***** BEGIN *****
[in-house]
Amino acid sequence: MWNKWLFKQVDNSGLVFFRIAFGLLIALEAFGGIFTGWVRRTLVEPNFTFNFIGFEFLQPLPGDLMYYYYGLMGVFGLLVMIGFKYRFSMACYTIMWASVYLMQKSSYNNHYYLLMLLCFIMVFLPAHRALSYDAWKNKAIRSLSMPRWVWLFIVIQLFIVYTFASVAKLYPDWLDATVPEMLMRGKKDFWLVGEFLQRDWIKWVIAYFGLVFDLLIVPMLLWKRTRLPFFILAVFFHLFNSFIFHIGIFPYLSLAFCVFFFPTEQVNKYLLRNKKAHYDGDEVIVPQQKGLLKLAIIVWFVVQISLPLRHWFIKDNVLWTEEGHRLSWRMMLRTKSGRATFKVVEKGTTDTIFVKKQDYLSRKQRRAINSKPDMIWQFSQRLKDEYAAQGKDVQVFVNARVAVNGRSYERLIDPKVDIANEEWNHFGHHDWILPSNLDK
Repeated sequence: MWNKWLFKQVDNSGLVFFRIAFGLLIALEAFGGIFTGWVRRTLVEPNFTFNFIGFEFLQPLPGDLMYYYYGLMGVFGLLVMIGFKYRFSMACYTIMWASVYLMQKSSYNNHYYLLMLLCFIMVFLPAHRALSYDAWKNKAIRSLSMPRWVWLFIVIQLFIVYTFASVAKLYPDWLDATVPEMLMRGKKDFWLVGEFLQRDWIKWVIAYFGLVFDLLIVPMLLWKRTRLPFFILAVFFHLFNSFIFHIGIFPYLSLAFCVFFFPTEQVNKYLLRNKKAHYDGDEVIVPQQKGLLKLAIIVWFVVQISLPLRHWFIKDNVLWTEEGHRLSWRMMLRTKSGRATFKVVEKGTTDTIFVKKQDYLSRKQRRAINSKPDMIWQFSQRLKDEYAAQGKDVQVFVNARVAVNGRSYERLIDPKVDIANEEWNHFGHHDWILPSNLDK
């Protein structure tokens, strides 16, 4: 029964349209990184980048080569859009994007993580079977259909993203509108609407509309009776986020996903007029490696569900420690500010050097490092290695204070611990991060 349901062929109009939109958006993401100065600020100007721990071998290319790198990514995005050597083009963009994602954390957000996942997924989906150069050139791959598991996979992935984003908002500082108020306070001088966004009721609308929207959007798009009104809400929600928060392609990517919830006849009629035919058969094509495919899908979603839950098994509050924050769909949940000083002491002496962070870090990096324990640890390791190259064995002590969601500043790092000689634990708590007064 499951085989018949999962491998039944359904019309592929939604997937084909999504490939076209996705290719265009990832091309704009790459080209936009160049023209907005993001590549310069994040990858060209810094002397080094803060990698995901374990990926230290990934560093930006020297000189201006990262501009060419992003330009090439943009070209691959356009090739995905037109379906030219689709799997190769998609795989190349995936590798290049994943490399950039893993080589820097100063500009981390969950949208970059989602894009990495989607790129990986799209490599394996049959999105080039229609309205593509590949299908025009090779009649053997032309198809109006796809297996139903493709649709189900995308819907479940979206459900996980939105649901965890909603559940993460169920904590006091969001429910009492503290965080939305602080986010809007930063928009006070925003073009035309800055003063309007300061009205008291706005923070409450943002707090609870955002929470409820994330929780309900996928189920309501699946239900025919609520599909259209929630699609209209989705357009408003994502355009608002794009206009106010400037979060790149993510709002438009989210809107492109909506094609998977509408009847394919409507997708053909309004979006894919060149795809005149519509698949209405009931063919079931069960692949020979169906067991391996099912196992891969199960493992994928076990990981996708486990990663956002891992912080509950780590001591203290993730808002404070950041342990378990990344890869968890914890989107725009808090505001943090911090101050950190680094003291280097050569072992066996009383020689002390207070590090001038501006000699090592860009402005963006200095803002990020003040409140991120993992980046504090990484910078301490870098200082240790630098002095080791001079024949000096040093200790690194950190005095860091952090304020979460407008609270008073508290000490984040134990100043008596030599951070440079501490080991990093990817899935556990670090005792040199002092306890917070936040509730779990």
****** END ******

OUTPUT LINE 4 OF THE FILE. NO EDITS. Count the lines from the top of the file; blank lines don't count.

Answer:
């Protein structure tokens, strides 16, 4: 029964349209990184980048080569859009994007993580079977259909993203509108609407509309009776986020996903007029490696569900420690500010050097490092290695204070611990991060 349901062929109009939109958006993401100065600020100007721990071998290319790198990514995005050597083009963009994602954390957000996942997924989906150069050139791959598991996979992935984003908002500082108020306070001088966004009721609308929207959007798009009104809400929600928060392609990517919830006849009629035919058969094509495919899908979603839950098994509050924050769909949940000083002491002496962070870090990096324990640890390791190259064995002590969601500043790092000689634990708590007064 499951085989018949999962491998039944359904019309592929939604997937084909999504490939076209996705290719265009990832091309704009790459080209936009160049023209907005993001590549310069994040990858060209810094002397080094803060990698995901374990990926230290990934560093930006020297000189201006990262501009060419992003330009090439943009070209691959356009090739995905037109379906030219689709799997190769998609795989190349995936590798290049994943490399950039893993080589820097100063500009981390969950949208970059989602894009990495989607790129990986799209490599394996049959999105080039229609309205593509590949299908025009090779009649053997032309198809109006796809297996139903493709649709189900995308819907479940979206459900996980939105649901965890909603559940993460169920904590006091969001429910009492503290965080939305602080986010809007930063928009006070925003073009035309800055003063309007300061009205008291706005923070409450943002707090609870955002929470409820994330929780309900996928189920309501699946239900025919609520599909259209929630699609209209989705357009408003994502355009608002794009206009106010400037979060790149993510709002438009989210809107492109909506094609998977509408009847394919409507997708053909309004979006894919060149795809005149519509698949209405009931063919079931069960692949020979169906067991391996099912196992891969199960493992994928076990990981996708486990990663956002891992912080509950780590001591203290993730808002404070950041342990378990990344890869968890914890989107725009808090505001943090911090101050950190680094003291280097050569072992066996009383020689002390207070590090001038501006000699090592860009402005963006200095803002990020003040409140991120993992980046504090990484910078301490870098200082240790630098002095080791001079024949000096040093200790690194950190005095860091952090304020979460407008609270008073508290000490984040134990100043008596030599951070440079501490080991990093990817899935556990670090005792040199002092306890917070936040509730779990």